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Dakota Access faces yet another legal hurdle, this time in Illinois, where environmental groups have been vigorously opposing the pipeline’s proposed expansion project.

In January, several of the groups filed an appeal of the Illinois State Commerce Commission’s 2020 decision approving the permits allowing Dakota Access to nearly double in transport capacity, to 1.1 million barrels of oil per day.

The Illinois 4th District Appellate Court vacated the permit issued for the expansion on Wednesday. The court did not order the pipeline to stop transporting additional oil. It just remanded the permit back to the Illinois Commerce Commission for reconsideration.

The court said the Commission should have considered only the United State’s need for the project, not the world’s, when it was evaluating the public need for the expansion. The court also said the commission erred when it did not consider the safety and environmental record of Sunoco, the pipeline’s operator. Sunoco has recently been fined for safety and environmental violations related to a different pipeline.

The appellate court’s review was triggered by an appeal filed in January by the Sierra Club, Natural Resources Defense Council, Save Our Illinois Land, and landowner William Klingele, who all praised the court’s decision.

“Save Our Illinois Land, Sierra Club, NRDC, and landowner Bill Klingele are pleased that the Court vacated the Illinois Commerce Commission’s flawed approval of DAPL and ETCO’s unnecessary capacity expansion,” lead counsel for the coalition Jon Albers said. “The Court’s agreement that Sunoco’s poor record was a pipeline operator is relevant to the ICC’s decision and conclusion that exports are not a proper component in considering public interest will hopefully lead to a just result in the end. We are still evaluating the various aspects of the decision dn will take appropriate action.”

Industry groups, meanwhile, were dismayed by the decision.

“Once again, an activist court has attempted to impose its political will in a straightforward regulatory manner,” Grow America’s Infrastructure Now spokesman Craig Stevens said. “DAPL’s developer, Energy Transfer, followed all necessary permitting measures with state and local regulators along the line’s route in North Dakota, South Dakota, Iowa, and Illinois – all of which ultimately granted approval for the increased capacity. When courts act to quash regulators’ mindful decisions, it undermines their authority and risks private investment as regulatory certitude is imperiled. DAPL has safely transported crude oil from North Dakota to the Midwest for more than 4.5 years, playing a critical role in our nation’s economy, energy security, and national security. We are confident the DAPL will ultimately achieve its needed approval for increased capacity.”

Part of the Dakota Access pipeline expansion is already in place and operational. The pipeline’s current carrying capacity is 750,000 barrels per day, up from 570,000.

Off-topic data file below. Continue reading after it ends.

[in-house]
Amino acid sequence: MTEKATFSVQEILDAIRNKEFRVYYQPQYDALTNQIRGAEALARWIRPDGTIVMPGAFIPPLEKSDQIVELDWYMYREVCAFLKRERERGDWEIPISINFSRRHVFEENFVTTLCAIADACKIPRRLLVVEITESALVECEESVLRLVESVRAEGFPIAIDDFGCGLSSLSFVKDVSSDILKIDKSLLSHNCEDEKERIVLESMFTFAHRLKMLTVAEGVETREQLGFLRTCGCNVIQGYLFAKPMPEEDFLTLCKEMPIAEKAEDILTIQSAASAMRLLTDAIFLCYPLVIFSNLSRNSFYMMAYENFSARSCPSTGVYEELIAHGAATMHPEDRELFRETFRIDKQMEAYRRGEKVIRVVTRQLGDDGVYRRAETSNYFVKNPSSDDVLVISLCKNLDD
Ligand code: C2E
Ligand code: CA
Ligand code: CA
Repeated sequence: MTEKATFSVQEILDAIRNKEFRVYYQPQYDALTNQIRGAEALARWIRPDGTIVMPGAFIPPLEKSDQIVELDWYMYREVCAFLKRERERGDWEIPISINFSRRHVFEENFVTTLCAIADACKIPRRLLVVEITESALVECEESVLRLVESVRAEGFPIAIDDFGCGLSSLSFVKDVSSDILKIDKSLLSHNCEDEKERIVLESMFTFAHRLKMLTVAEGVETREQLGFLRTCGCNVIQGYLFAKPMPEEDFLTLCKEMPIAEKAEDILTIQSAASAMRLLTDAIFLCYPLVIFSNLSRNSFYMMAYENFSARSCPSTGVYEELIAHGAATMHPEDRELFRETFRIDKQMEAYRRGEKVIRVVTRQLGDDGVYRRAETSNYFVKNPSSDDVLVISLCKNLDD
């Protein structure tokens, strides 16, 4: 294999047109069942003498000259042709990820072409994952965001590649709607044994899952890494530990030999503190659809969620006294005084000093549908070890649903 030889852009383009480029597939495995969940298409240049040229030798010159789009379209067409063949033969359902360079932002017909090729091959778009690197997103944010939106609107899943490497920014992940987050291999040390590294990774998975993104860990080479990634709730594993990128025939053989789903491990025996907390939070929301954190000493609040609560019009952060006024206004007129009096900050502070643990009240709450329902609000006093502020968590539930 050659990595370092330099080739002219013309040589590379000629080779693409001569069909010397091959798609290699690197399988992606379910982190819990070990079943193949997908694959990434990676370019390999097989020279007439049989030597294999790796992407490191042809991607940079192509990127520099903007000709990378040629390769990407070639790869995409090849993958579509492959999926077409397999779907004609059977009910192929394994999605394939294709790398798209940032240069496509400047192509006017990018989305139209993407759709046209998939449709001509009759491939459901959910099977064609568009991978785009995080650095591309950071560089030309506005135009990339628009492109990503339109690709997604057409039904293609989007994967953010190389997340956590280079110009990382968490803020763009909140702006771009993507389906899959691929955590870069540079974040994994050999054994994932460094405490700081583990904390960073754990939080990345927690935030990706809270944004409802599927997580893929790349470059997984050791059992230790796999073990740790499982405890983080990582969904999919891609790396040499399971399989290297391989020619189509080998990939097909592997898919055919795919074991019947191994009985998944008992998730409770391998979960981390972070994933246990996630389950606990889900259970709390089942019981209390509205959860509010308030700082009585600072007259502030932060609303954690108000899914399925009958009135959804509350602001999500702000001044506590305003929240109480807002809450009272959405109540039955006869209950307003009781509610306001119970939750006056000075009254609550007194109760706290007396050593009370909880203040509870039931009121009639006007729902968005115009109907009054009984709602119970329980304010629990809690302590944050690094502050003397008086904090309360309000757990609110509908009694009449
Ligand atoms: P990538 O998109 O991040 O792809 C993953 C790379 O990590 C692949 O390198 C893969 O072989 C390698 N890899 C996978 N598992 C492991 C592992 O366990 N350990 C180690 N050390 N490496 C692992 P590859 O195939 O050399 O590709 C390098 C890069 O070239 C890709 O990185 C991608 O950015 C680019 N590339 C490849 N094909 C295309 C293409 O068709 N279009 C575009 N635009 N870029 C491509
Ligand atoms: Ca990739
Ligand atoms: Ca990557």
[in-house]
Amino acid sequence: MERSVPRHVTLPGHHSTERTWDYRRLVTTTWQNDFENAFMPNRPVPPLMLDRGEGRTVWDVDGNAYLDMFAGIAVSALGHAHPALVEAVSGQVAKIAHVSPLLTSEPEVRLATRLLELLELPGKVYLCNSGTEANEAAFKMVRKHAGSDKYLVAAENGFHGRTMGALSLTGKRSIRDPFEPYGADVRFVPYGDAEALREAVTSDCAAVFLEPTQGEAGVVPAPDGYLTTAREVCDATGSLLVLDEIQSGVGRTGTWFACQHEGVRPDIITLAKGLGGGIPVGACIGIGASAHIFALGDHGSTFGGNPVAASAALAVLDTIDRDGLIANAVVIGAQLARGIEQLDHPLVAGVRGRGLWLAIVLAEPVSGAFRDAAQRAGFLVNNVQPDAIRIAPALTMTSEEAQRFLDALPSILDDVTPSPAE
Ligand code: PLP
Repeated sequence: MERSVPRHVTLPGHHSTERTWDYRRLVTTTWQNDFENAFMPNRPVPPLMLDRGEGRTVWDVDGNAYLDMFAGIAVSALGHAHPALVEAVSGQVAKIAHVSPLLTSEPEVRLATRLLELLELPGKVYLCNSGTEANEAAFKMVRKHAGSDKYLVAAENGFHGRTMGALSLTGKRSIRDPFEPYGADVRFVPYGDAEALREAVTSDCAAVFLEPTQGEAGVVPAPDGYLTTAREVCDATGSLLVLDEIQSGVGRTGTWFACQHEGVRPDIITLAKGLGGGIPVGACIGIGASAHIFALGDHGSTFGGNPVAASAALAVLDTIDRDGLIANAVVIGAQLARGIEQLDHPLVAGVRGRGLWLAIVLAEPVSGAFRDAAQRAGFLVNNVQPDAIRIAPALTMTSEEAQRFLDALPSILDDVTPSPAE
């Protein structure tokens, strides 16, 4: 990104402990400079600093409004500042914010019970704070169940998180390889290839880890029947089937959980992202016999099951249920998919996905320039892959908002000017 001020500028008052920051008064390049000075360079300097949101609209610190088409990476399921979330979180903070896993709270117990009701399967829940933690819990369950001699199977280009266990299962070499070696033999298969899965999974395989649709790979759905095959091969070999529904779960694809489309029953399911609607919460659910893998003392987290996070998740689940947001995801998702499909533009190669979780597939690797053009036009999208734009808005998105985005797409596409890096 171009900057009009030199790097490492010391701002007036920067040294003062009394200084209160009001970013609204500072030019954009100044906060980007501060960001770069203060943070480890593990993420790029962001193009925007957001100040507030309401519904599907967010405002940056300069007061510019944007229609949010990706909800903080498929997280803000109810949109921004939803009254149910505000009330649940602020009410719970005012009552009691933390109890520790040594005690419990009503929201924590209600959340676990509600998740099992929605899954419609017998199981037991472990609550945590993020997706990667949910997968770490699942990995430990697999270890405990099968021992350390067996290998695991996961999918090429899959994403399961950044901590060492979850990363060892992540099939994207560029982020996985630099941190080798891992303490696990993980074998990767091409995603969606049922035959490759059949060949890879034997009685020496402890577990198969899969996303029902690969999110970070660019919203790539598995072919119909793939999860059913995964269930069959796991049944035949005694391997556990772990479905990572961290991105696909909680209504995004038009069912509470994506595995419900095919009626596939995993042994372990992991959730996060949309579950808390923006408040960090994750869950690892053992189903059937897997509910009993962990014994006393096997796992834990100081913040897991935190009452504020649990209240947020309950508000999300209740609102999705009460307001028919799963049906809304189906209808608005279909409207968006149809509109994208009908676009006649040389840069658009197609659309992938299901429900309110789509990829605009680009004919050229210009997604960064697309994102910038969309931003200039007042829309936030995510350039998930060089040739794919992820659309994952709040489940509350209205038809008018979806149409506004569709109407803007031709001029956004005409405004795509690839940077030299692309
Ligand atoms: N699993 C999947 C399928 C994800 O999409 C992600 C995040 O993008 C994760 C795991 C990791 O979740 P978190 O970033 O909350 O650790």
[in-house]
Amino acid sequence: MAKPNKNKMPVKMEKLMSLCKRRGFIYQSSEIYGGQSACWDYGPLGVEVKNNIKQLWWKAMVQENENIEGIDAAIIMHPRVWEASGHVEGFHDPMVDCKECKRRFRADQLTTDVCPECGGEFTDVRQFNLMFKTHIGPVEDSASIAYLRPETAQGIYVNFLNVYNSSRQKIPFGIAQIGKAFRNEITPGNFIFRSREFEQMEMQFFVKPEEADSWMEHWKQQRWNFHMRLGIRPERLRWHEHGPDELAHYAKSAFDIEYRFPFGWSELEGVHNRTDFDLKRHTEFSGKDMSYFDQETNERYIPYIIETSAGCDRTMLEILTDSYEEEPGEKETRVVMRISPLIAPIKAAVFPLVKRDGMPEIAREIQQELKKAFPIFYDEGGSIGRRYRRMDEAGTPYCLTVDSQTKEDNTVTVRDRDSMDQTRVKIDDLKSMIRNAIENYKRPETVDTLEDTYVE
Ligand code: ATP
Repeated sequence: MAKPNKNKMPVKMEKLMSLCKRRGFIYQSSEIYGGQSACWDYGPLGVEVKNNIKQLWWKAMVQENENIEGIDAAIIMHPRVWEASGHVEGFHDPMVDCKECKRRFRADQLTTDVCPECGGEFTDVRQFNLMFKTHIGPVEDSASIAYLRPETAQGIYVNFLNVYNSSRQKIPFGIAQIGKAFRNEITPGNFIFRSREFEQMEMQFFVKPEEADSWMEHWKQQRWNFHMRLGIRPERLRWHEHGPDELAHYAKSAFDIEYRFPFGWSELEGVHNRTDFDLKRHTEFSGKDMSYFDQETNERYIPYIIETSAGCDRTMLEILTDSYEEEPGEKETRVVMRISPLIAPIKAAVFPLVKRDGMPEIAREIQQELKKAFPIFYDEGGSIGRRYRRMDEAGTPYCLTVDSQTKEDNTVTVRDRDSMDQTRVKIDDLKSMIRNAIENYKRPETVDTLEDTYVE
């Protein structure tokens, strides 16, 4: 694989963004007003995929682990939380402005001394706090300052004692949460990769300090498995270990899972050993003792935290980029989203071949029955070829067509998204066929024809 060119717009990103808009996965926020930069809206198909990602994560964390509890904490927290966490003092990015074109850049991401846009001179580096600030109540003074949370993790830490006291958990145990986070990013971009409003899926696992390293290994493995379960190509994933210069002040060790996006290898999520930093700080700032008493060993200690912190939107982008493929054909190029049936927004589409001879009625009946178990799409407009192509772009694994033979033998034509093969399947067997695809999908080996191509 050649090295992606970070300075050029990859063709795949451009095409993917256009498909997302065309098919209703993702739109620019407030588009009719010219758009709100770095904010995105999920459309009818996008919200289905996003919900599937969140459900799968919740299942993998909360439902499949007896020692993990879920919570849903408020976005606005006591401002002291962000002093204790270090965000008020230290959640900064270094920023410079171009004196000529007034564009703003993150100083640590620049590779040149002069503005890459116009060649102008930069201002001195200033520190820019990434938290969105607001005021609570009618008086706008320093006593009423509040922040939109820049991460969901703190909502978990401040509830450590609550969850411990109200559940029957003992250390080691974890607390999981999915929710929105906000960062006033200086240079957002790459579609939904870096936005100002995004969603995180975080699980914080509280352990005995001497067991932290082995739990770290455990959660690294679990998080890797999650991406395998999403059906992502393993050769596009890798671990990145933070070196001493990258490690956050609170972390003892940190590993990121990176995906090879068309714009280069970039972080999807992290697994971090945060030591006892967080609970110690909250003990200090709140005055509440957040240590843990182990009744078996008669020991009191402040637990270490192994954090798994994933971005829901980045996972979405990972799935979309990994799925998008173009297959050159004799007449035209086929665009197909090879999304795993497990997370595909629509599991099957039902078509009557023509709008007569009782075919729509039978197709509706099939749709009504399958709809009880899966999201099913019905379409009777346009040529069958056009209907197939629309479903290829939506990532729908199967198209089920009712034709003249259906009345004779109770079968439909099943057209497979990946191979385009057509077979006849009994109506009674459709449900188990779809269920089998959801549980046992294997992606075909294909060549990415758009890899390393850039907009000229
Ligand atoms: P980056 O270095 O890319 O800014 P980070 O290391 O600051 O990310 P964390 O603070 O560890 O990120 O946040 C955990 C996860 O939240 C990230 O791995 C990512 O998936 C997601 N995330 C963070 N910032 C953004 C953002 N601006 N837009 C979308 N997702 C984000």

Pipeline Authority Justin Kringstad told reporters during the state’s monthly oil production report that he did not expect any near-term impacts to the pipeline system as a result of the decision, since the system is expected to continue operating as it has been.

“Obviously the uncertainty is the big thing that this brings in to play,” Kringstad said. “Again, anytime these kick back through the regulatory process or through the judicial process, it just adds that layer of uncertainty.”

That can affect where companies decide to allocate capital, Kringstad said.

“If you’re a producer looking at long-term plans for the Bakken or other fields and then looking at multi-year decisions, those are things that all get written down as concerns on where the capital is going to get allocated,” he said. “Uncertainty is never good for anyone in the business or regulatory side. So that’s the biggest concern is just the uncertainty that it brings to the table that wasn’t there a few days ago.”

The loss of the Illinois permit is the latest legal wrinkle in the Dakota Access case, which lost its federal permits in 2020 after a federal judge decided the U.S. Army Corps of Engineers erred in completing the shorter Environmental Assessment instead of the lengthier Environmental Impact Statement.

Judge James Boasberg ordered the pipeline to empty of oil as well, but an appeals court held that Boasberg had not adequately examined the shut-down order’s economic impact, among other legally required factors. The additional environmental study, however, was upheld and is still underway. It’s expected to be completed this year in September. In the meantime, Dakota Access has appealed the court-ordered study to the Supreme Court, which is expected to meet soon to decide what cases it will be hearing.

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